Use this URL to cite or link to this record in EThOS: https://ethos.bl.uk/OrderDetails.do?uin=uk.bl.ethos.599576
Title: The experiences and meaning of acquiring a subjective facial disfigurement following assault : an interpretative phenomenological analysis of adult males' experiences
Author: Breen, Olivia
Awarding Body: University of Surrey
Current Institution: University of Surrey
Date of Award: 2013
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Abstract:
Money made the headlines in 2011. Across the Western world the effects of recession were felt. Businesses were forced into administration, leaving thousands out of work. Riots over financial cuts took place in Europe, bringing political change and government overthrow. In Tunisia, a young man's poverty led Mohamed Bouazizi to self-immolate, and in doing so sparked the 'Arab Spring', a revolution that has dramatically altered the face of the modern world. Yet for many of us, life has not changed much. There is less money to go around, but still enough to live comfortably. We sit far enough above the breadline to be buffered from the severest effects of poverty: physical, social and psychological. As clinical psychologists, however, we regularly encounter individuals experiencing material poverty, both those who are newly encountering this land of hardship and those who have grown up inhabiting it. How we formulate the effects of poverty on mental health and mental ill-health, and how we intervene to assist in this social problem (far beyond the scope of our clinical practice), is explored in this essay. The first section considers the context of poverty on mental health, illness and wellbeing; the second explores psychological frameworks that can be assist with the impact of poverty on individuals' and communities' mental state. One recurrent difficulty encountered here was how to adequately incorporate the 'service user' view of this problem, as no one is ever referred to NHS psychiatric services diagnosed as suffering from 'poverty'. Examples of the service user voice have therefore been drawn from wide-ranging sources and do not necessitate that the individual has received NHS psychiatric care.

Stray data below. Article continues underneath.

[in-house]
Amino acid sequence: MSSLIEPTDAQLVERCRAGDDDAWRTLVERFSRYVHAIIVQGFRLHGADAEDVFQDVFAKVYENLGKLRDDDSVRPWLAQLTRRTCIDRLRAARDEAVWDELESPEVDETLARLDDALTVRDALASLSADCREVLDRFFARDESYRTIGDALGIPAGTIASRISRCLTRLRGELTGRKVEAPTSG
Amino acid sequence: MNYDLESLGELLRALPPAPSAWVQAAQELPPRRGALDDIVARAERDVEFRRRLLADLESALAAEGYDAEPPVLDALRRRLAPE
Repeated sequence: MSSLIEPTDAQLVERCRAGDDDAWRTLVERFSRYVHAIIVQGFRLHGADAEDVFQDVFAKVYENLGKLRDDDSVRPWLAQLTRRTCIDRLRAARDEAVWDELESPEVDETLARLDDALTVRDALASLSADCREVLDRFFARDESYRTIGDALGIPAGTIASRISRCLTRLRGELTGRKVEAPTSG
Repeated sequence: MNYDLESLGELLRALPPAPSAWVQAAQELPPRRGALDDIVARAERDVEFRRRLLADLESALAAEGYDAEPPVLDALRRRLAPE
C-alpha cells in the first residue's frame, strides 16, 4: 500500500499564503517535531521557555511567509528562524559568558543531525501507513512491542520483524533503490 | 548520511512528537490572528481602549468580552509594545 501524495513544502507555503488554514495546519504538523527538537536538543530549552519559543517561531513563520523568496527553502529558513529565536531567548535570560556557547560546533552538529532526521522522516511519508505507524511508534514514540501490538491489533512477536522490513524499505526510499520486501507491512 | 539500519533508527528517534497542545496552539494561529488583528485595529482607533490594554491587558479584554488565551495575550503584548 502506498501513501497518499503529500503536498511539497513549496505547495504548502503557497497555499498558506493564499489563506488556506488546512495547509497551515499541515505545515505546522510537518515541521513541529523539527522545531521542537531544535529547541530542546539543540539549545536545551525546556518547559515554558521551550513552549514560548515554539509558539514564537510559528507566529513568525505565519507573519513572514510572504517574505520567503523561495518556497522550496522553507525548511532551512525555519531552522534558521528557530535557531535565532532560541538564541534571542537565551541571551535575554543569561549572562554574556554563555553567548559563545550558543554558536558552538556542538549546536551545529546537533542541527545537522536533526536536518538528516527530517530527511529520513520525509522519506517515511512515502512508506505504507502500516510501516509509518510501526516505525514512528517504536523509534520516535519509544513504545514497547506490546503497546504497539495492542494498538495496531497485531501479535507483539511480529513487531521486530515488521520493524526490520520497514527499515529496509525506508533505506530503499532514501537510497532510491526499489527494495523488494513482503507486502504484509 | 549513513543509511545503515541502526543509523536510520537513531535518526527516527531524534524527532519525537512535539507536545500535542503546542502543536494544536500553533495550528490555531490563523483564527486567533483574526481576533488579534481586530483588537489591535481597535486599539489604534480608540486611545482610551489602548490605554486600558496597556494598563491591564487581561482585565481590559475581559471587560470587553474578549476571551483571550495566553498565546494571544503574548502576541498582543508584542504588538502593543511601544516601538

Supervisor: Not available Sponsor: Not available
Qualification Name: Thesis (D.Psych.) Qualification Level: Doctoral
EThOS ID: uk.bl.ethos.599576  DOI: Not available
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